Director Antoine Fuqua’s passable remake of the 2018 Danish film, “The Guilty,” is a perfect film to shoot during COVID. This compact story, about a 911 dispatcher receiving a distress call, is almost an individual showcase for the actor (Jake Gyllenhaal, who also produced). In addition, it deals with another subject which occupies a preponderant place in the news, that of the duties and responsibilities of the police. Fuqua and Gyllenhaal, working from a screenplay by Nic Pizzolatto (“True Detective”), give this relentless and claustrophobic drama their all, but somehow it’s more phlegmatic than exciting. .
Joe Baylor (Jake Gyllenhaal) is first seen using his inhaler in the gender-neutral bathroom at the 911 dispatch center where he works. Joe is a Los Angeles police officer who has been demoted to office duties as he awaits trial for an unspecified incident. A Los Angeles Times reporter keeps calling her, hoping to get a citation on her court appearance the next day, but Joe fires her.
As Joe’s shift begins – the movie takes place over the course of a long night – he answers 911 calls in a flat, emotionless tone that exudes calm as he tries to help the citizens . But he quickly becomes impatient, like when a man (voiced by Paul Dano) calls about his laptop being stolen by a sex worker. Joe’s anger issues become more apparent, especially when he grows more brash, lashing out at his fellow Sgt. Wade (Christina Vidal) and his colleague, Manny (Adrian Martinez). His tone is particularly pissed off when he says to an injured cyclist, “Call an Uber and don’t ride a drunk bike, asshole!” Yes, Joe is stressed out about his upcoming trial, but he’s also having issues with his wife Jess (voiced by Gillian Zinser), who he’s been separated from for six months. She won’t let him talk to their daughter.
Joe is an anxious and raw nerve, and Gyllenhaal plays this toxic man with his typical intensity. He grabs his inhaler like a stress ball. He has verbal and physical seizures. He is a man who does not control his emotions. And, as the movie shows, maybe he cares too much. He often repeats that the job of a police officer is to provide protection.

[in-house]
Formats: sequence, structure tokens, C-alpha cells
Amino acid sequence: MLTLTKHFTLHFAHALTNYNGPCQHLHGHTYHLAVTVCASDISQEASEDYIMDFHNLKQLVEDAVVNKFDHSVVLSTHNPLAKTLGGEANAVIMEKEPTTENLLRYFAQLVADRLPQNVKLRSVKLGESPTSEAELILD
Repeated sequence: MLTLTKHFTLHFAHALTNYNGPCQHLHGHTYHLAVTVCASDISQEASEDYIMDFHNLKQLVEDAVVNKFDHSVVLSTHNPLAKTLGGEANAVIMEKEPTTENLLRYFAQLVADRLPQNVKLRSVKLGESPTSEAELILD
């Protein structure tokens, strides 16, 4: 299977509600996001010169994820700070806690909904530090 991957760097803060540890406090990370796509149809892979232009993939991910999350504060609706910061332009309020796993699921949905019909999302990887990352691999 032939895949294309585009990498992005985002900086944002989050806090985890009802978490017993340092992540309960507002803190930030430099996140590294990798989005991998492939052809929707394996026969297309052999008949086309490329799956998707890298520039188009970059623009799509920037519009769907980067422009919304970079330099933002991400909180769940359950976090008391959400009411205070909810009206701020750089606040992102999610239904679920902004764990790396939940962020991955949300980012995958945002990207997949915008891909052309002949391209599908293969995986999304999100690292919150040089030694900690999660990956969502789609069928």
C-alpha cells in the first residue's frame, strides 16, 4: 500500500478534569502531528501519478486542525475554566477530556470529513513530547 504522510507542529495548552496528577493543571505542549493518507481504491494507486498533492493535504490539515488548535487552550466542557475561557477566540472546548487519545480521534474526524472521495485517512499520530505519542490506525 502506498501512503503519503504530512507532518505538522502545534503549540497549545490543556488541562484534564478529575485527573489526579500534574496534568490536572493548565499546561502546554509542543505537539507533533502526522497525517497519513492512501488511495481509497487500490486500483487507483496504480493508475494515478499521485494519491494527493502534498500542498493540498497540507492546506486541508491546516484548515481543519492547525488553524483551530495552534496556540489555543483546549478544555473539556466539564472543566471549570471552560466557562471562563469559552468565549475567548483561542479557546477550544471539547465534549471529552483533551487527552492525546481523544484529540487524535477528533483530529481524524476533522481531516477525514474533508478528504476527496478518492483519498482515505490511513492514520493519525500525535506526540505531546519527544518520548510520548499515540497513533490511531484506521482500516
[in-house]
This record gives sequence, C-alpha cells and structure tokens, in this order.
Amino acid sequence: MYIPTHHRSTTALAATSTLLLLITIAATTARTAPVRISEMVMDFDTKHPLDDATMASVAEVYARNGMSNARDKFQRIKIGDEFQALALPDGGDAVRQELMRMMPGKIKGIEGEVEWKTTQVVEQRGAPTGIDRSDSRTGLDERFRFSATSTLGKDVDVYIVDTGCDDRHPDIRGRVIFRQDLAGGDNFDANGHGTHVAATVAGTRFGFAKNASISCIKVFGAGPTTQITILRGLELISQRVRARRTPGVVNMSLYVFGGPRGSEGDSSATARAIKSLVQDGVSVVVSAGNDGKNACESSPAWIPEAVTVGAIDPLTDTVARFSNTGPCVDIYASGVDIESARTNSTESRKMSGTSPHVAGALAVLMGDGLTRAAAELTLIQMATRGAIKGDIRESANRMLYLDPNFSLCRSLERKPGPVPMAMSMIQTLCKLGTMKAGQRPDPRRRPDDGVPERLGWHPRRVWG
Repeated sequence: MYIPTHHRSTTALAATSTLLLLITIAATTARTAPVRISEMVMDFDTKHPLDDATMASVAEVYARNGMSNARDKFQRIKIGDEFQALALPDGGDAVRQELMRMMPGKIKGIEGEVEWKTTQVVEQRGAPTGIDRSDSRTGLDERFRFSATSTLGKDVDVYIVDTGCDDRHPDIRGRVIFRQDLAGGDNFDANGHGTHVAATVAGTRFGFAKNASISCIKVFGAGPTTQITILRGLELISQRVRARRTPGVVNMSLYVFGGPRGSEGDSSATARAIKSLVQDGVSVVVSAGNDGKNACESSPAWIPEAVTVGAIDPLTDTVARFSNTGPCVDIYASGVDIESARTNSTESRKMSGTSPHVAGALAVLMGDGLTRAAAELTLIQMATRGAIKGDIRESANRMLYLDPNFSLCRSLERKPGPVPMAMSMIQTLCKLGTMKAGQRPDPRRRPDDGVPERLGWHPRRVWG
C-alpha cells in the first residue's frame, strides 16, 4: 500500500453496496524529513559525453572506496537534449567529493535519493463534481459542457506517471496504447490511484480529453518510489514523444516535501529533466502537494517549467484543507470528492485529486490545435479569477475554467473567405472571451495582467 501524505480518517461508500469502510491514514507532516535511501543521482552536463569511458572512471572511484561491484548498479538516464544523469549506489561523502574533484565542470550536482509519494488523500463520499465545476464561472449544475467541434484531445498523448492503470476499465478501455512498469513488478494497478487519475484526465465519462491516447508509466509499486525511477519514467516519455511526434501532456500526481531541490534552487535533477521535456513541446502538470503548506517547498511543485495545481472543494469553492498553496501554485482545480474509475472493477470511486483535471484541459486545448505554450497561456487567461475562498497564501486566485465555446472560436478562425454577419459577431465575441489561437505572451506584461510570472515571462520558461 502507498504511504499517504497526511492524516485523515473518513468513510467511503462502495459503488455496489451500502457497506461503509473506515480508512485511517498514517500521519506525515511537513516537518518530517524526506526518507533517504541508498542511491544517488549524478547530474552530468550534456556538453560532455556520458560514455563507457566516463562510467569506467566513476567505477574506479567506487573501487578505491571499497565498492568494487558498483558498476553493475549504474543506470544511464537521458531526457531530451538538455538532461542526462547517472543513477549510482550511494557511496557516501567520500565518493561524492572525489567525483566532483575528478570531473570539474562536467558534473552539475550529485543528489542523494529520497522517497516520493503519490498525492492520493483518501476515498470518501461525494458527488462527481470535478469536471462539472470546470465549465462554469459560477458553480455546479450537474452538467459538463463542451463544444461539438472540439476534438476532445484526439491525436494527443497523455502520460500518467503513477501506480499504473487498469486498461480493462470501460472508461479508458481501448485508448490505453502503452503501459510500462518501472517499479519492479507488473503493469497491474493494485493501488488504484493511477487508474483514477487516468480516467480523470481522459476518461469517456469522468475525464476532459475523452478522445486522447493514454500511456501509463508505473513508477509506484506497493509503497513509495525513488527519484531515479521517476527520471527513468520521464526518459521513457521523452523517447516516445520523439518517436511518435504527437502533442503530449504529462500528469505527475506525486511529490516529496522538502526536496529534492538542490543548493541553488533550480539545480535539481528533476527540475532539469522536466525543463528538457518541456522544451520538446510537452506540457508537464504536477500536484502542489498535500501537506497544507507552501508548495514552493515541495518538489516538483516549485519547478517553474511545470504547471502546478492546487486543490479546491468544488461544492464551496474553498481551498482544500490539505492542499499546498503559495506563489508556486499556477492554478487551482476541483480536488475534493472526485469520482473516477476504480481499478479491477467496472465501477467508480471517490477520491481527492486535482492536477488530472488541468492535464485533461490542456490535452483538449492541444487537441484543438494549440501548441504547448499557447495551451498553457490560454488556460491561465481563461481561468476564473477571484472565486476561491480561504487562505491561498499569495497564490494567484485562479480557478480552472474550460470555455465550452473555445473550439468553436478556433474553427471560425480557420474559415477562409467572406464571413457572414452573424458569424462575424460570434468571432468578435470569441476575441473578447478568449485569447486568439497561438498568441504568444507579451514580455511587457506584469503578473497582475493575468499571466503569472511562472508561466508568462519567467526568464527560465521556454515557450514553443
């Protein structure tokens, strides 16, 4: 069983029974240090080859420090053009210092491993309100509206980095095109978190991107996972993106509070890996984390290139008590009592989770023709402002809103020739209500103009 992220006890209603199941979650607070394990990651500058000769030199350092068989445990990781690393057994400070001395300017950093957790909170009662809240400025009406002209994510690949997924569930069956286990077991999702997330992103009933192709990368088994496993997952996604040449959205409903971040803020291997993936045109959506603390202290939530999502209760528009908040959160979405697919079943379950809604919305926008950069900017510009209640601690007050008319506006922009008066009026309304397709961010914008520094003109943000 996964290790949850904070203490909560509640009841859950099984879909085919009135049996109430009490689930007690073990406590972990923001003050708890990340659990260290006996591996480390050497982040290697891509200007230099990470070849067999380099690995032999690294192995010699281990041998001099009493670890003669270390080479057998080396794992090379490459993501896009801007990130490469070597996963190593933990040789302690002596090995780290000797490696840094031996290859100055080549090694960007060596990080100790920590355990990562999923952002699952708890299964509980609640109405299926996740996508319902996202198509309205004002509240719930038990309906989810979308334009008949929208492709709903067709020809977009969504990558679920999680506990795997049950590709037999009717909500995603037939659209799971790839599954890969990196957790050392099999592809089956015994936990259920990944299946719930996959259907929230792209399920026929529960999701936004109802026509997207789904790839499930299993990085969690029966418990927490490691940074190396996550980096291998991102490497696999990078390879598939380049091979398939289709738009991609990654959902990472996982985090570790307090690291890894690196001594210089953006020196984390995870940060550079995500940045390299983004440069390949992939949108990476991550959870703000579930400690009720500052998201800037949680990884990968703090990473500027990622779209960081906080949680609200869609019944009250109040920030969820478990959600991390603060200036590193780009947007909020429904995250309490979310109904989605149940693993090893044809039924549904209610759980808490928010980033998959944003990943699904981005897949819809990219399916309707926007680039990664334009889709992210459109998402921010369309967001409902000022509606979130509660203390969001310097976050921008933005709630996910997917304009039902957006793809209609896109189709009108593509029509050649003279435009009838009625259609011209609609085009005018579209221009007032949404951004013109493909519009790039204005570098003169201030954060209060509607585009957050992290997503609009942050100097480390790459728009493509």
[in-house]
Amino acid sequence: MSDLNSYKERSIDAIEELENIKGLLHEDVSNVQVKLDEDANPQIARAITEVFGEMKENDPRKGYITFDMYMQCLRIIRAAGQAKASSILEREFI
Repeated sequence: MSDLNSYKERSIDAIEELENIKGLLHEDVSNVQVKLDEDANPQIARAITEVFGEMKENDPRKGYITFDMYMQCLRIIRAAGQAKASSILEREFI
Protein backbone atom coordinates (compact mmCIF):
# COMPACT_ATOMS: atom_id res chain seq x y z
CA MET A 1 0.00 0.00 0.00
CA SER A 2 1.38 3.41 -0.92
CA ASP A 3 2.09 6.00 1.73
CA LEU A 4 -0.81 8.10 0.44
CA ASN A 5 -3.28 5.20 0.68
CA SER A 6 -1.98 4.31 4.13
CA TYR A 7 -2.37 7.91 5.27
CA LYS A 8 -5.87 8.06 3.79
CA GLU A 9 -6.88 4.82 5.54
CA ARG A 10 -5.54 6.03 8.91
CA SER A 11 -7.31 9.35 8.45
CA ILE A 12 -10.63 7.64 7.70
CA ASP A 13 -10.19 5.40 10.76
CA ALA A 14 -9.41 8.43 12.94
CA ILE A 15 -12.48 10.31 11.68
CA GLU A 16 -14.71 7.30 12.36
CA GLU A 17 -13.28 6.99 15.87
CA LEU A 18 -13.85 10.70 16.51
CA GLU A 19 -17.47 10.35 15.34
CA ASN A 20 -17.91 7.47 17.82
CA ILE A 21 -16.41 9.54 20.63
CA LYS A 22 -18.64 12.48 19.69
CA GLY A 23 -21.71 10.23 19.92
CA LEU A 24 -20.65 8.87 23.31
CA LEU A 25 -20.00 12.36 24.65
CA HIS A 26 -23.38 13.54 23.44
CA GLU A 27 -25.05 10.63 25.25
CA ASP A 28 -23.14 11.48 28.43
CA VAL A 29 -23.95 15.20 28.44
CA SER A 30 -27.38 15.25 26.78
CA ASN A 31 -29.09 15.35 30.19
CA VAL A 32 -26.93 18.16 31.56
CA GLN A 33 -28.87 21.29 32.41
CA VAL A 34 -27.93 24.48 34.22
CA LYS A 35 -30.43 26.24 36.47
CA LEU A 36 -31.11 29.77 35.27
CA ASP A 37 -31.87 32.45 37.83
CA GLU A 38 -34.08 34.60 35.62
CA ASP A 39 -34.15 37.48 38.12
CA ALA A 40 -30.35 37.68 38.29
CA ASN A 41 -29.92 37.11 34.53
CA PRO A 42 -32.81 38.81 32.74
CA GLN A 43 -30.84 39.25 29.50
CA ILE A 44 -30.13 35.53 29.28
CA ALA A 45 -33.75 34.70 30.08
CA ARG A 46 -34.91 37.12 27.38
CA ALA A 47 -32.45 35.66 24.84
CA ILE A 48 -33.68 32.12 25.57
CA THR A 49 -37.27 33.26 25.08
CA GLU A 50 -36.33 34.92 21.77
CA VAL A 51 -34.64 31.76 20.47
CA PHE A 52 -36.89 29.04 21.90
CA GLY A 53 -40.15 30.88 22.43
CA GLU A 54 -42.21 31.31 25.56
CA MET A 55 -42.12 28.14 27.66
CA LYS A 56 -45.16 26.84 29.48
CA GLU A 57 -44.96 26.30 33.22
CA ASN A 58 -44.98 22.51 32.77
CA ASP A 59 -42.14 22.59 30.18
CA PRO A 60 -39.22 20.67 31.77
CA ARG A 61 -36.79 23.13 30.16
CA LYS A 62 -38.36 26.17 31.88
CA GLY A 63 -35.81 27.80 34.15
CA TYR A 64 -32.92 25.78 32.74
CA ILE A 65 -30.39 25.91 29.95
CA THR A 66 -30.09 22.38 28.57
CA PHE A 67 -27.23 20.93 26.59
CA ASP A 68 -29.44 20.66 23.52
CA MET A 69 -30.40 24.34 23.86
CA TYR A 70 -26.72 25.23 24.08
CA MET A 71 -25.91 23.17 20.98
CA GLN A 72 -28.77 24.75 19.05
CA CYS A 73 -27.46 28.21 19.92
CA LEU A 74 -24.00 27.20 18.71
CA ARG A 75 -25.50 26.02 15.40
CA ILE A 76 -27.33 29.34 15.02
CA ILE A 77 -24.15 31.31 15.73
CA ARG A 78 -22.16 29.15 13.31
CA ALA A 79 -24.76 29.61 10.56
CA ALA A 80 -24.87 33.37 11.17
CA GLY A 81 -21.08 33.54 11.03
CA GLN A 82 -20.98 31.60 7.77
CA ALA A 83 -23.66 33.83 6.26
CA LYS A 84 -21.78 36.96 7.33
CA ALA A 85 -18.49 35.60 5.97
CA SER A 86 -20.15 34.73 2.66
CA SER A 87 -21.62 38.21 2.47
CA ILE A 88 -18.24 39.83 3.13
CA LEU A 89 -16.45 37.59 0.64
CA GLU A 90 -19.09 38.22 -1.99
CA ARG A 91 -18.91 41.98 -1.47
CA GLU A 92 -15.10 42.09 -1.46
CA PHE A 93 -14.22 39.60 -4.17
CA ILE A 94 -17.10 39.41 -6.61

Fuqua shoots much of the film focusing on Gyllenhaal’s face, a formidable landscape, and the actor conveys his internal and external emotions with his relentless eyes and expressions. When Joe looks at an antacid he’s practically hypnotized, and when he looks at his phone or computer screens he’s laser focused. A scene where he asks a caller to “breathe with me”, as he tries to calm them down, is also very effective.
“The Guilty” centers on a particular call Joe receives from a woman named Emily (voiced by Riley Keough, “Zola”). She hinted to Joe that she was being abducted by pretending to call her daughter. Joe becomes emotionally involved in this situation, keeping Emily in line as he connects with the police station and the California Highway Patrol. As Joe tries to coordinate a rescue (Los Angeles is also experiencing wildfires), there is a lack of concrete information. An effort to stop a white van that Joe suspects of containing Emily is inconclusive. (Fuqua switches to a blurry shot of the stopped van, which is a mistake; viewers can imagine the scene much more vividly.)
But as the evening unfolds, Joe also contacts Emily’s daughter Abby (voiced by Christiana Montoya), who describes a situation that worries Joe more. Taking the law in hand, Joe soon asks for favors from his friends and insists that the cops not only write a welfare check to Emily’s children (Abby has a little brother, Oliver), but also kick down the door to Emily’s ex-husband Henry (voiced by Peter Sarsgaard), who Joe believes he kidnapped Emily.
“The Guilty” turns into a climactic moment that involves Joe going through an emotional catharsis as the situation with Emily comes to a head. The film deliberately, judiciously buries this lede, but in doing so, it also dampens the power of the drama. (Fuqua is wrong again when he amplifies the music during one of the movie’s “turns.”) But surprisingly emotionless.
Herein lies the conundrum of the film: Viewers are expected to side with Joe, who firmly believes he is doing the “right thing” at all times. But he’s not a particularly likeable character. He yells at everyone he talks to (not at) and demands that they do whatever he wants, regardless of protocol. He’s the quintessential “empowered” white male police officer, dictating that he “does his job” – even when he’s not doing what he’s supposed to be doing. Joe’s imperfect character is also what makes “The Guilty” so interesting.
Fuqua’s movie is straightforward and compelling, and perfectly suited to both Netflix and Jake Gyllenhaal fans.
“The Guilty” is currently in theaters and streaming on Netflix starting October 1.